Once, she'd preferred the men to the plants
Her need to enrapture them with her dance
Vines sprung wherever bare feet would tread
Hyacinth stage, and moonflower bed
But the men shrunk away at night.
Nature moved them towards a light
of their own. Every night, the moon grew them apart.
It was hard on her heart.
Twice, then, the same man captured her gaze.
Stretched out her limbs, she danced to amaze
Body in bloom, desire had spread
out of her skin and into her head.
But the man shrunk away at night.
Nature moved him towards a light
of his own. Every night, the moon grew them apart
to the death of her heart.
Each dawn, the tendrils clung to her heels.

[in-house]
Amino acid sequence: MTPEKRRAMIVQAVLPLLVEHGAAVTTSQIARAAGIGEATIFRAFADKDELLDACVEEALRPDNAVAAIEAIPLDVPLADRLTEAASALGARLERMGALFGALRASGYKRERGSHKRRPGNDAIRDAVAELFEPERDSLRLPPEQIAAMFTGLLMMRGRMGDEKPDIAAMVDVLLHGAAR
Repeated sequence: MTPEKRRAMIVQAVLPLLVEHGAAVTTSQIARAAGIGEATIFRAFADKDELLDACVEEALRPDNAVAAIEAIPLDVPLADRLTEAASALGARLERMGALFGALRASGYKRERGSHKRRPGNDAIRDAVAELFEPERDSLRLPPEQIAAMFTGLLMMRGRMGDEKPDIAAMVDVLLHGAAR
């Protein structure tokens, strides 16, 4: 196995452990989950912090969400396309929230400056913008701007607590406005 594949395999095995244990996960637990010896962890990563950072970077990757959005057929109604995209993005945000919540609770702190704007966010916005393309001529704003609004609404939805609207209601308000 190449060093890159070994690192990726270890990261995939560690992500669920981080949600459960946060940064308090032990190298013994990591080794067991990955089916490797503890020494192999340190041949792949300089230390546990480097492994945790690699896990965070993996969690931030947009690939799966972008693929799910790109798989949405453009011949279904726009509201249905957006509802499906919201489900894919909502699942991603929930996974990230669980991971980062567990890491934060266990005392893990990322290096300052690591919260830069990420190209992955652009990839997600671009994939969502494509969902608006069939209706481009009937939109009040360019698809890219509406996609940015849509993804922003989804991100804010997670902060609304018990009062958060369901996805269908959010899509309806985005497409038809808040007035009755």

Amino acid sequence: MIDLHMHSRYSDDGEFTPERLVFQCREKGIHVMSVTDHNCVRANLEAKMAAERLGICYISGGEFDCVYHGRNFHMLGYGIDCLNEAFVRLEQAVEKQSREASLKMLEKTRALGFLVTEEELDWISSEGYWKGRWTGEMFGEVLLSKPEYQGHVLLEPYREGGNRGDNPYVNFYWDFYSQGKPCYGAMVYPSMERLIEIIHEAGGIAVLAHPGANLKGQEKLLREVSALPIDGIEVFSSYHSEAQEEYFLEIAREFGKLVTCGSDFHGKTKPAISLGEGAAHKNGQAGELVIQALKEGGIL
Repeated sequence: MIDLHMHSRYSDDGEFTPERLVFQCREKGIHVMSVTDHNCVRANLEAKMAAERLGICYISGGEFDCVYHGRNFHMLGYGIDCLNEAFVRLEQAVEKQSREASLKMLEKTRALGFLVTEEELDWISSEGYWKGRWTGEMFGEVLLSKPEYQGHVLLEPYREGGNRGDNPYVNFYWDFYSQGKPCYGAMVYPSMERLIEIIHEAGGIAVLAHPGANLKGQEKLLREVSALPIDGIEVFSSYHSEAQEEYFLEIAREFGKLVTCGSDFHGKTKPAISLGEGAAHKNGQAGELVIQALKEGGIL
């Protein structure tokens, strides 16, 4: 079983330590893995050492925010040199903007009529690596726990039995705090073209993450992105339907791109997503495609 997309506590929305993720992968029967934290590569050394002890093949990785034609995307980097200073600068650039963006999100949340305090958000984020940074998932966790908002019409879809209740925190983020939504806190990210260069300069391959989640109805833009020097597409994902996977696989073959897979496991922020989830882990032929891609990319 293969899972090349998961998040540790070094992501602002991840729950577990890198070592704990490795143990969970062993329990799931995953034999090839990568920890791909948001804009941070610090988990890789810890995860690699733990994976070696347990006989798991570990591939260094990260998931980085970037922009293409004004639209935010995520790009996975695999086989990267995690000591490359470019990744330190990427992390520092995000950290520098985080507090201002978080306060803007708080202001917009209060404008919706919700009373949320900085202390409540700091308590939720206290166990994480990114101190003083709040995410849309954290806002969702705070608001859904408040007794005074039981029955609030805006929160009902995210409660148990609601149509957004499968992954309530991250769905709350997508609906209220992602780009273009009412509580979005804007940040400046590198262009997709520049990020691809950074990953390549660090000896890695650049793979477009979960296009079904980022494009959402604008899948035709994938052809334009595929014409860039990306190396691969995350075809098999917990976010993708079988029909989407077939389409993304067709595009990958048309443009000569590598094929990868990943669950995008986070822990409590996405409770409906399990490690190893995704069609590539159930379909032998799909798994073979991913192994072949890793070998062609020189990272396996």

Each dawn, she cruelly peeled them away.
They held out their arms and begged her to stay,
a trellis of bone to climb to the light.
In the night, bruised and almost ruined
from her lost struggle with the moon,
looking down, she could see that her damage was real.
And she longed to stand still.
our heroine dryad, she
stubbornly stares down the time and the tide.
Men come to entreat her;
as the vines wrap her knees, she says:
"My hands are free.
I'll be still 'til they can't
strike at me."
The vines sealed her smile, a statue at last.
And once, she preferred the men to the plants.